Young people follow influencers because they expect them to bring tangible benefits to their lives. On TikTok, Instagram, and other platforms, the so-called social media content creators offer inspiration, serve as role models, and provide information that allow young people have their say - and thus make a significant contribution to shaping opinions and categorising news. The traditional information media, which have lost relevance among at least some young people, can score points with adolescents on the social web, provided they take the opportunity to position themselves there as independent and trustworthy players.


These are the findings of the study "Social media content creators from the perspective of their young followers. A qualitative study as part of the #UseTheNews project," conducted by the Leibniz Institute for Media Research/Hans Bredow Institute in Hamburg. The independent study, for which in-depth interviews were conducted with adolescents aged 14 to 17 and young adults aged 18 to 24, is published in the context of the #UseTheNews initiative, with which renowned media organizations and educational institutions, together with dpa, promote news literacy among young people.


To better distinguish between the activities of content creators on social media, the researchers identified four forms of offerings: "person-focused" channels run by individual influencers with either a specific topic or a variety of topics, and "content-focused" channels that are either devoted to a particular topic such as climate or - like ARD's "Tagesschau" on TikTok - cover the entire spectrum of events.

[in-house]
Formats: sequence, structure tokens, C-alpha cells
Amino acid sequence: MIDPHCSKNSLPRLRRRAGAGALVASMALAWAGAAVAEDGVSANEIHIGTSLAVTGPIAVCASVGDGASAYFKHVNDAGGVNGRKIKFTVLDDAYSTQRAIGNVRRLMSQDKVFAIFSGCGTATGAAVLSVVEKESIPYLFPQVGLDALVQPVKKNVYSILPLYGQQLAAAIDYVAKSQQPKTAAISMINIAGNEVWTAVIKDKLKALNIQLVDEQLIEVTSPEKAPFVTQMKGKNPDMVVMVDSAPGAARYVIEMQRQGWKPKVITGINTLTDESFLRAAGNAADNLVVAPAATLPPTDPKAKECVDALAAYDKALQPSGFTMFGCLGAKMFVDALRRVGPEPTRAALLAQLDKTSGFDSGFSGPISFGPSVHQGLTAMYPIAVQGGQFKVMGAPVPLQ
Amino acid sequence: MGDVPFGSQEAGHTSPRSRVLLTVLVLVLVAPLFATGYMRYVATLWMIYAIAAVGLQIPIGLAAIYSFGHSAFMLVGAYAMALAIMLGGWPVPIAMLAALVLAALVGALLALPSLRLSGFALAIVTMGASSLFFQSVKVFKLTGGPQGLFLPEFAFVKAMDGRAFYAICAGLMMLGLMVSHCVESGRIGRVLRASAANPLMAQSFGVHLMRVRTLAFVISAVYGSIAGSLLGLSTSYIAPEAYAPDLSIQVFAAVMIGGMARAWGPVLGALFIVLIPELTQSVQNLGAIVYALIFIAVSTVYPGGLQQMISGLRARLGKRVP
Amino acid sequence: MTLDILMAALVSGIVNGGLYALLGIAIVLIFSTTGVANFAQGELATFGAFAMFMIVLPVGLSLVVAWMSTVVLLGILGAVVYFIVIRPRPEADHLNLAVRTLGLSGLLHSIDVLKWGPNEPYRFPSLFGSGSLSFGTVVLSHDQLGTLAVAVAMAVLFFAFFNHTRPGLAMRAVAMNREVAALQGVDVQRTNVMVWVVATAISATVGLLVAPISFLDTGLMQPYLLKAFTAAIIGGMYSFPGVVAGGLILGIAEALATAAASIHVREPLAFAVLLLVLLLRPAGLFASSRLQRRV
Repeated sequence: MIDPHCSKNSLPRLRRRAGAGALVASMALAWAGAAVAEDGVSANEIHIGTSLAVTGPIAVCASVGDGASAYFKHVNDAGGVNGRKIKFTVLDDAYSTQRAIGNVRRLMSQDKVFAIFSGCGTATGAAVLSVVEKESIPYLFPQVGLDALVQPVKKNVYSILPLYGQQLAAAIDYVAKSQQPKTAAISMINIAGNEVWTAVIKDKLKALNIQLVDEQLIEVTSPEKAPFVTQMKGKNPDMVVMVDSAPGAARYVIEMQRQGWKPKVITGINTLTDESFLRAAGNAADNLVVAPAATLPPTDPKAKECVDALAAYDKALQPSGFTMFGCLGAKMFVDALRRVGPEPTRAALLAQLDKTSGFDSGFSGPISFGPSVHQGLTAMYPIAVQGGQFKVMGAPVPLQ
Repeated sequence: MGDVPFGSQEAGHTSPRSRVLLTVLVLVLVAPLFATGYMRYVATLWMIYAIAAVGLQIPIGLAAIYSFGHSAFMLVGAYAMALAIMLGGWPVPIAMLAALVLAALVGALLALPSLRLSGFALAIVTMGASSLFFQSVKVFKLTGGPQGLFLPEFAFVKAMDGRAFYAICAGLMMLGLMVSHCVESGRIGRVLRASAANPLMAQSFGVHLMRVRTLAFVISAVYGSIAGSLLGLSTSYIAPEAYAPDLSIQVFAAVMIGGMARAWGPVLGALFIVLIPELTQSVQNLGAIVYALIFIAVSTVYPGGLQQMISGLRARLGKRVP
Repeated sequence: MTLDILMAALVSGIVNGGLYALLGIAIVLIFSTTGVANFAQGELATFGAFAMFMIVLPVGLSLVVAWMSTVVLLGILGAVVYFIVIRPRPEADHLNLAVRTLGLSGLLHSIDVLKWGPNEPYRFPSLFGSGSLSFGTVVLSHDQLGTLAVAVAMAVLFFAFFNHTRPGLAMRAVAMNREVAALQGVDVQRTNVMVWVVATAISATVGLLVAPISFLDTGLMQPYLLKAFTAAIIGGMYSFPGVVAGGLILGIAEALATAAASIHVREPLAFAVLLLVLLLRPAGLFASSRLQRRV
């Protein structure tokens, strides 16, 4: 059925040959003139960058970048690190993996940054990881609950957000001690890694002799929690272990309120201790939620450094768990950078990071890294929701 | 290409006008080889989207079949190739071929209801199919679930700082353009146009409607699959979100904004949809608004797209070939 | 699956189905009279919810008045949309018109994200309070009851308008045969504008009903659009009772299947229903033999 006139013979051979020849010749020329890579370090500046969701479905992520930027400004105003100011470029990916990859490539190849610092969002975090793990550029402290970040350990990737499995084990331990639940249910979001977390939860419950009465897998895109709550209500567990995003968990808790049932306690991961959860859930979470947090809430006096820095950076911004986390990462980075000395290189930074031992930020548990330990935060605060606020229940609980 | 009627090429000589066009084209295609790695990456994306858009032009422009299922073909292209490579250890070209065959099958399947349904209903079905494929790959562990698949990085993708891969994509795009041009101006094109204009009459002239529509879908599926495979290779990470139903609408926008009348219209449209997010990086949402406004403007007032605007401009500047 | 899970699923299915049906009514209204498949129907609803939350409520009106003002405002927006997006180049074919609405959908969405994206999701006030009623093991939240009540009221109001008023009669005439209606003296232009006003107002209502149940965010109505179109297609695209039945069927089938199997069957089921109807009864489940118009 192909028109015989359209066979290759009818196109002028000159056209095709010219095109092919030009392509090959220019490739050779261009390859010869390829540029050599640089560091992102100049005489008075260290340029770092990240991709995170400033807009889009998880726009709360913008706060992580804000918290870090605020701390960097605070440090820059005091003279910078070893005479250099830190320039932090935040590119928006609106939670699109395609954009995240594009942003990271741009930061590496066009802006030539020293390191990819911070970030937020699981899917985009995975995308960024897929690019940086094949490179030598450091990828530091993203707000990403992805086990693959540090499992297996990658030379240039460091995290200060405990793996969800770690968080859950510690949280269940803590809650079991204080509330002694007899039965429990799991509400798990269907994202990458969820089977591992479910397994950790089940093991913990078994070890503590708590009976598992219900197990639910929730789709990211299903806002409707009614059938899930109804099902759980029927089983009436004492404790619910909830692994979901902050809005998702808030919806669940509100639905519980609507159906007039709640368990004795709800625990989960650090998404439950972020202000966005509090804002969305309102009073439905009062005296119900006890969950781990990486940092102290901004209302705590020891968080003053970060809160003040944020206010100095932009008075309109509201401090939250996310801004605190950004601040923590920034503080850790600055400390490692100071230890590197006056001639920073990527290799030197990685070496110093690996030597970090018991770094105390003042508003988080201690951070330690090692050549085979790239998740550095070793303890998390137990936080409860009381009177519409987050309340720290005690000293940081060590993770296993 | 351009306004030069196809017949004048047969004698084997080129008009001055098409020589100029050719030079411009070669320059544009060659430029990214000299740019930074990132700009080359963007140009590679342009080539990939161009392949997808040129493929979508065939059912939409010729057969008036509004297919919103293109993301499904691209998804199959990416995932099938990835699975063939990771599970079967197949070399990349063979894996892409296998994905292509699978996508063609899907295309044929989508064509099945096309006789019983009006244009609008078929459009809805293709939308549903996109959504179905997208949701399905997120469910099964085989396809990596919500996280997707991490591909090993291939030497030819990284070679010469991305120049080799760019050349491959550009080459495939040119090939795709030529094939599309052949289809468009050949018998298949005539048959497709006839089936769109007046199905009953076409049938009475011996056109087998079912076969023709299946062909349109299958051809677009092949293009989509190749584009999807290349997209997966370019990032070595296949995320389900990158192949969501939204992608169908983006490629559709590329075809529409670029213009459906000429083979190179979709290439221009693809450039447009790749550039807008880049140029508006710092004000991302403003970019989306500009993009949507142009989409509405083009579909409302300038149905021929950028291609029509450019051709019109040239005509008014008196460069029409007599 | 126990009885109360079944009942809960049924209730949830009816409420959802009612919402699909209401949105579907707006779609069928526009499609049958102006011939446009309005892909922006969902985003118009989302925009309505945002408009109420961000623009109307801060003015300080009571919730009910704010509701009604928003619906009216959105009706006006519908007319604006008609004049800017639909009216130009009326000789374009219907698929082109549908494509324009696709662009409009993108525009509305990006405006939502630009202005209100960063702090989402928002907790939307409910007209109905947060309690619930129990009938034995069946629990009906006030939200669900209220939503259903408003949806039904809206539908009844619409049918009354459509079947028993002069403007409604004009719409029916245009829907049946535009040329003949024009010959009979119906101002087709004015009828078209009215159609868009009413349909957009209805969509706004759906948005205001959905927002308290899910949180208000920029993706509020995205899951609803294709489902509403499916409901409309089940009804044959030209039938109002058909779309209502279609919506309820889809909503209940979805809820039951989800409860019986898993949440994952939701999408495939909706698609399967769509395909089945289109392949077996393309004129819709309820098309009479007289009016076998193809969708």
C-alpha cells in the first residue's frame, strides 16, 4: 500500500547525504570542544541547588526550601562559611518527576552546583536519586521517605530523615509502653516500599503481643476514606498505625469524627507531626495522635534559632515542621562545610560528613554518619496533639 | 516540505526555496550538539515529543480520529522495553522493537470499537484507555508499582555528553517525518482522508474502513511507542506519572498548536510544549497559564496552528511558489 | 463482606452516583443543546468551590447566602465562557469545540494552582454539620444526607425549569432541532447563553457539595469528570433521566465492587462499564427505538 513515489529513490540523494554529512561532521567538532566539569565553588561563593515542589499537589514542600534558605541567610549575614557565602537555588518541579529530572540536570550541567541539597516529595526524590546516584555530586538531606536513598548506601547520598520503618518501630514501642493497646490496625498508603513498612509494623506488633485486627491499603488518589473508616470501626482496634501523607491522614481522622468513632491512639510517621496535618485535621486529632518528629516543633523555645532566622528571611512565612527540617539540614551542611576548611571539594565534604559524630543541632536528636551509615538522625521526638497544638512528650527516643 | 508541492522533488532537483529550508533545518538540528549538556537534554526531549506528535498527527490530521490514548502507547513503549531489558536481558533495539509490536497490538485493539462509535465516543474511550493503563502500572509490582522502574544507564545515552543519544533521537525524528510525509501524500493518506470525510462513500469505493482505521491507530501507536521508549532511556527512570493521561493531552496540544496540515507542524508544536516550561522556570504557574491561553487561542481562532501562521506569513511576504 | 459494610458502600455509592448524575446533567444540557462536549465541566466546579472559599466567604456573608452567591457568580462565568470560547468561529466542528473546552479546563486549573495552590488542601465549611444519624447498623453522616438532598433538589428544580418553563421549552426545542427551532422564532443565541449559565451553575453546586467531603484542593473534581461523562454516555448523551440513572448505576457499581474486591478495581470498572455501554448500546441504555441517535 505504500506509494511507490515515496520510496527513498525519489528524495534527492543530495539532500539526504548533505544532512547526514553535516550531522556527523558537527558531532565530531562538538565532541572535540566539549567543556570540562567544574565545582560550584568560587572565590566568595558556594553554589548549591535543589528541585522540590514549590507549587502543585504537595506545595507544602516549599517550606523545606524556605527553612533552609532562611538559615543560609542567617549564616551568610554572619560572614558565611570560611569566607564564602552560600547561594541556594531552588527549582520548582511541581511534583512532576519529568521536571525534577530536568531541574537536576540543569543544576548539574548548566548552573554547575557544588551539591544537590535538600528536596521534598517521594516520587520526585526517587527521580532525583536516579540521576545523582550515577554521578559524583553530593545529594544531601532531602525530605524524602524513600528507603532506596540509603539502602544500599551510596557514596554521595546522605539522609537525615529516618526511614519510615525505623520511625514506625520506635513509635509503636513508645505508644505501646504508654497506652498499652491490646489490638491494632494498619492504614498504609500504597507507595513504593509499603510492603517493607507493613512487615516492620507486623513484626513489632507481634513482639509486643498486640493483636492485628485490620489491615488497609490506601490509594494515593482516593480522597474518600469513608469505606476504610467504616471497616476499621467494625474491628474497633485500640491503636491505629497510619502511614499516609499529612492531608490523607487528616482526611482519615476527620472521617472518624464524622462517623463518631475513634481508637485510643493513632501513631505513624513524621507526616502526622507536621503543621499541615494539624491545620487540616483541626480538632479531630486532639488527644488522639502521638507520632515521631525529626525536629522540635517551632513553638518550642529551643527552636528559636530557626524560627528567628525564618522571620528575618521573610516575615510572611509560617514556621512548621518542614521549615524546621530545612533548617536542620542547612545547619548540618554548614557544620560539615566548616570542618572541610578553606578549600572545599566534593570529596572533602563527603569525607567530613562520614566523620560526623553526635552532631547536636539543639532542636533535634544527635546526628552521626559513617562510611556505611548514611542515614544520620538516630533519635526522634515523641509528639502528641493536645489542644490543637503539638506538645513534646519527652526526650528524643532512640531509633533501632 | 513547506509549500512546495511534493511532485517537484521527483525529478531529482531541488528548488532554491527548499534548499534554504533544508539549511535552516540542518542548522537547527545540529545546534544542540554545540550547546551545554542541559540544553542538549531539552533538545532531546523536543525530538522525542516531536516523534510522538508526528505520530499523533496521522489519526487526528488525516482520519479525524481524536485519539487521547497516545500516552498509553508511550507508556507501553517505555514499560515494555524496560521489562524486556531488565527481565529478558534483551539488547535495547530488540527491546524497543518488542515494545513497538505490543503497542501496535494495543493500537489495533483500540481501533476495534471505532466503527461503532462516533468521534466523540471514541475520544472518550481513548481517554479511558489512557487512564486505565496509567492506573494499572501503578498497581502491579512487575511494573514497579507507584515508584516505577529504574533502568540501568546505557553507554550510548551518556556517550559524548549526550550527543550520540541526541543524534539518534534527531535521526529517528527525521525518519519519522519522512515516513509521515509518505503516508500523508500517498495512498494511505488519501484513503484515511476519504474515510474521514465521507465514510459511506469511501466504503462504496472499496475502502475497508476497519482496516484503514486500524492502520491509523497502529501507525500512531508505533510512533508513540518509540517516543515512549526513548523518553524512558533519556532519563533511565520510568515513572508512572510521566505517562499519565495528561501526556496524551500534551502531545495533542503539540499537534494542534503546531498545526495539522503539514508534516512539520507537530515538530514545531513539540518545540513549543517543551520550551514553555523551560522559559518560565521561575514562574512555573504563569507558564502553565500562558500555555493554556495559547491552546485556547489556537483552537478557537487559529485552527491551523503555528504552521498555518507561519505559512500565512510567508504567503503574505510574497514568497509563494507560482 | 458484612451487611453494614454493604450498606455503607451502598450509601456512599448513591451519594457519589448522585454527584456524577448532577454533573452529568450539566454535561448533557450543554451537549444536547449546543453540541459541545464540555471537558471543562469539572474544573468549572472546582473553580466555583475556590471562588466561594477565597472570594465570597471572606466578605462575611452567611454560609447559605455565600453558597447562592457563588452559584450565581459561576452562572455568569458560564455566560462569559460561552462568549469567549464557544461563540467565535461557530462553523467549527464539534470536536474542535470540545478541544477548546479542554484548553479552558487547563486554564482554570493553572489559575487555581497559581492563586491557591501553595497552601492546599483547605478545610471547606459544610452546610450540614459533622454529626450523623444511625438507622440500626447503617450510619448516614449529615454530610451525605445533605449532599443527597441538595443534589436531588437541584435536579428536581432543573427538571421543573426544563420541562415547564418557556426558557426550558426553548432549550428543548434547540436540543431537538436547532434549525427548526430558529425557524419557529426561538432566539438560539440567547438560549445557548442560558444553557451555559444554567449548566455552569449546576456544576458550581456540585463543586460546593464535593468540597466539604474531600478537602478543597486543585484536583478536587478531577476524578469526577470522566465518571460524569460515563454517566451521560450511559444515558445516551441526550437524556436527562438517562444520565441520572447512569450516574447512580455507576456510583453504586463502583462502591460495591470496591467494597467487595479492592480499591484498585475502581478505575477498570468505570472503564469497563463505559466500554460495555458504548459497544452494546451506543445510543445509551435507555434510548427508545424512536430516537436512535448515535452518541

The study asked young people about their main motives for following social media content creators and sorted them into six different usage motives. They ranged from entertainment to establishing social closeness to providing inspiration, guidance, knowledge, or empowerment to have a say. The researchers found that young adults whose primary requirement is knowledge turn more to content-focused offerings, while adolescents tend toward people-focused channels from which they hope to gain identification and orientation.

"I would say that they influence my own opinion, and that's a responsibility they have to deal with." (Britta, 15)

The young people surveyed are not uncritical of influencers, for example when it comes to the question of the independence of creators who are financed by advertising or the issue of competence when social media personalities with a wide reach comment on complex political issues.

"I'm always on TikTok when I have nothing to do or I'm just bored." (Nicki, 20)

Based on the results of the study, educational offers and teaching materials are also to be developed that encourage self-reflection about the way young people themselves are using social media and a more conscious approach to media on the social web. Teaching news literacy in schools is one of the central goals to which #UseTheNews is dedicated under the title Open News Education (ONE).